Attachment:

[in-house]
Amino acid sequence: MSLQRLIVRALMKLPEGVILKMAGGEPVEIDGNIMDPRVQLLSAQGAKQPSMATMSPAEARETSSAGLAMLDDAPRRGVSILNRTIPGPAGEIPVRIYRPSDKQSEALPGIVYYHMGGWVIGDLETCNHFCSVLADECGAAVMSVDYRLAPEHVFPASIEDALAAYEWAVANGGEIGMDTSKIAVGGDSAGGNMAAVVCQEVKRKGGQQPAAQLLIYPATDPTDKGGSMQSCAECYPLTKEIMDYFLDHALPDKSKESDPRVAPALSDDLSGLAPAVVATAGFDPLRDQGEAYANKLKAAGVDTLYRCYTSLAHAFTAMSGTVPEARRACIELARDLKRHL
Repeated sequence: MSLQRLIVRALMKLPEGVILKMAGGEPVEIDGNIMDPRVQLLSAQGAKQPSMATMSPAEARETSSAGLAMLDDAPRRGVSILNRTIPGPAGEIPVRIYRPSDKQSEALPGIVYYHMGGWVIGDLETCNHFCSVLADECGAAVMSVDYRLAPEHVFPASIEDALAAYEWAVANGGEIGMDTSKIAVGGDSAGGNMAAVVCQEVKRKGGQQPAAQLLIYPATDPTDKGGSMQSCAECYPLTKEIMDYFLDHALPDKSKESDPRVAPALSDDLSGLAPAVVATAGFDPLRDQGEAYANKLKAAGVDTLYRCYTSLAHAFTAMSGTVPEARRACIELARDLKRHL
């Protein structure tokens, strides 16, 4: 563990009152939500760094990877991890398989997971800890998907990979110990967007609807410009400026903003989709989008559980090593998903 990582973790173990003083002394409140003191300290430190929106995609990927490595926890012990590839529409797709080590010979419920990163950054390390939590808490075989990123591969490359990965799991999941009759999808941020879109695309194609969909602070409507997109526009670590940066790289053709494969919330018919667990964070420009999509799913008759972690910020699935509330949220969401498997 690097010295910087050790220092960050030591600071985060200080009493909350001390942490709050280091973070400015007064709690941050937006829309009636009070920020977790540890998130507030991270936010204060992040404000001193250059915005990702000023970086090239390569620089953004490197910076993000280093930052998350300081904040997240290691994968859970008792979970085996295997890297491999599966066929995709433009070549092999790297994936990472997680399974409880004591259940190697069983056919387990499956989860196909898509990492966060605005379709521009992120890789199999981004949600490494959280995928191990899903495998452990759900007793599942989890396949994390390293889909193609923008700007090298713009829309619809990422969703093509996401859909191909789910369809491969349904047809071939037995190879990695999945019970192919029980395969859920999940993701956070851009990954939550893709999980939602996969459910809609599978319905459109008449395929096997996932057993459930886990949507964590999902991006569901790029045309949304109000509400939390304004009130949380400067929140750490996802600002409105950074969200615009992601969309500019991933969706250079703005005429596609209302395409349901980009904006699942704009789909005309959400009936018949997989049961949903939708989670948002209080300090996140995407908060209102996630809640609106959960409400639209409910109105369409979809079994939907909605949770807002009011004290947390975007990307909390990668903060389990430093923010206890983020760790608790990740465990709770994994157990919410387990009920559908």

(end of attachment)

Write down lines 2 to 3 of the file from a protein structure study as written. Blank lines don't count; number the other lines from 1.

Amino acid sequence: MSLQRLIVRALMKLPEGVILKMAGGEPVEIDGNIMDPRVQLLSAQGAKQPSMATMSPAEARETSSAGLAMLDDAPRRGVSILNRTIPGPAGEIPVRIYRPSDKQSEALPGIVYYHMGGWVIGDLETCNHFCSVLADECGAAVMSVDYRLAPEHVFPASIEDALAAYEWAVANGGEIGMDTSKIAVGGDSAGGNMAAVVCQEVKRKGGQQPAAQLLIYPATDPTDKGGSMQSCAECYPLTKEIMDYFLDHALPDKSKESDPRVAPALSDDLSGLAPAVVATAGFDPLRDQGEAYANKLKAAGVDTLYRCYTSLAHAFTAMSGTVPEARRACIELARDLKRHL
Repeated sequence: MSLQRLIVRALMKLPEGVILKMAGGEPVEIDGNIMDPRVQLLSAQGAKQPSMATMSPAEARETSSAGLAMLDDAPRRGVSILNRTIPGPAGEIPVRIYRPSDKQSEALPGIVYYHMGGWVIGDLETCNHFCSVLADECGAAVMSVDYRLAPEHVFPASIEDALAAYEWAVANGGEIGMDTSKIAVGGDSAGGNMAAVVCQEVKRKGGQQPAAQLLIYPATDPTDKGGSMQSCAECYPLTKEIMDYFLDHALPDKSKESDPRVAPALSDDLSGLAPAVVATAGFDPLRDQGEAYANKLKAAGVDTLYRCYTSLAHAFTAMSGTVPEARRACIELARDLKRHL